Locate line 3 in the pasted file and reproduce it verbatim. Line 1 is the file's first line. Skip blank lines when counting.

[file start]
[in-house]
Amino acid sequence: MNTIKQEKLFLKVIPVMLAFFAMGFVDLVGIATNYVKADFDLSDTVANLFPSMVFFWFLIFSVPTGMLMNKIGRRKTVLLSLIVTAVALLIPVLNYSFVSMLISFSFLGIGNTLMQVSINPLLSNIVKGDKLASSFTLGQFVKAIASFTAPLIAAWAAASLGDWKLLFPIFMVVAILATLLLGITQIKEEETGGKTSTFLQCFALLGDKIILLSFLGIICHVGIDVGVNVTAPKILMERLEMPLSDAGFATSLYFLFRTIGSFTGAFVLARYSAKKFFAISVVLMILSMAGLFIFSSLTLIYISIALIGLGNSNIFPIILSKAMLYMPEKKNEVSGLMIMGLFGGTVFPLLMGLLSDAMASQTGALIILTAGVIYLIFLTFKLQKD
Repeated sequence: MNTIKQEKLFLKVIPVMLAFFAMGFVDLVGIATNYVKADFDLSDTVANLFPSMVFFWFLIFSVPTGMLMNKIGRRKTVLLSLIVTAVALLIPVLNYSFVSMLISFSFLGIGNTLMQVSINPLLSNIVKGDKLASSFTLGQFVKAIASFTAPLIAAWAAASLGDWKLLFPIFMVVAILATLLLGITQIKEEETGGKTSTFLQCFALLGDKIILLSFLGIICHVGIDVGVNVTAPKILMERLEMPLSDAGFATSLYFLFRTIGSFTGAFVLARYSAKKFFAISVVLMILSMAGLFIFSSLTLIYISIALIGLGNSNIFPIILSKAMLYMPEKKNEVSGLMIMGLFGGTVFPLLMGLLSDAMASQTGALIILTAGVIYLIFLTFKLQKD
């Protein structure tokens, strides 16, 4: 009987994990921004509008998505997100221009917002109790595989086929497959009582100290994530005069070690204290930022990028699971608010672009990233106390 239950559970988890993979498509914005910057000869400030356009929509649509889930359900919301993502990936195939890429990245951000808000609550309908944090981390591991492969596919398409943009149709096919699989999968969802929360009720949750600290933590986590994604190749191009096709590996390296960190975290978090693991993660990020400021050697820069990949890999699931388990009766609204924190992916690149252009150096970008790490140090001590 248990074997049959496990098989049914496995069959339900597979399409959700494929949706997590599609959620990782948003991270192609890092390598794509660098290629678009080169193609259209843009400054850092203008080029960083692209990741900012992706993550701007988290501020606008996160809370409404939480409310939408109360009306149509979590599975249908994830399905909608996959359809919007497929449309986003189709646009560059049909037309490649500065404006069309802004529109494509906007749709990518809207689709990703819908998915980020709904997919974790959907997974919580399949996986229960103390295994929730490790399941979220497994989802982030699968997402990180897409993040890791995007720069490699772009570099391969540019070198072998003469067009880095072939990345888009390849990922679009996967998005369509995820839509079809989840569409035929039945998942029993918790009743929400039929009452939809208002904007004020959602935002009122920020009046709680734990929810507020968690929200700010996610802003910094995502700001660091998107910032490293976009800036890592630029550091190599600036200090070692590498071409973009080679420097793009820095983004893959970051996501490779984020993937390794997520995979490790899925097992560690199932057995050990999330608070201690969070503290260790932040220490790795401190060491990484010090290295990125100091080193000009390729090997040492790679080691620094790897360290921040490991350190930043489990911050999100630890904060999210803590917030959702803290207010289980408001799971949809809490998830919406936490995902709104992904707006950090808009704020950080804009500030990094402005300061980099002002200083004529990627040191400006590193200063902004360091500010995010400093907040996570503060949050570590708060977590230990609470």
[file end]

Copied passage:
Repeated sequence: MNTIKQEKLFLKVIPVMLAFFAMGFVDLVGIATNYVKADFDLSDTVANLFPSMVFFWFLIFSVPTGMLMNKIGRRKTVLLSLIVTAVALLIPVLNYSFVSMLISFSFLGIGNTLMQVSINPLLSNIVKGDKLASSFTLGQFVKAIASFTAPLIAAWAAASLGDWKLLFPIFMVVAILATLLLGITQIKEEETGGKTSTFLQCFALLGDKIILLSFLGIICHVGIDVGVNVTAPKILMERLEMPLSDAGFATSLYFLFRTIGSFTGAFVLARYSAKKFFAISVVLMILSMAGLFIFSSLTLIYISIALIGLGNSNIFPIILSKAMLYMPEKKNEVSGLMIMGLFGGTVFPLLMGLLSDAMASQTGALIILTAGVIYLIFLTFKLQKD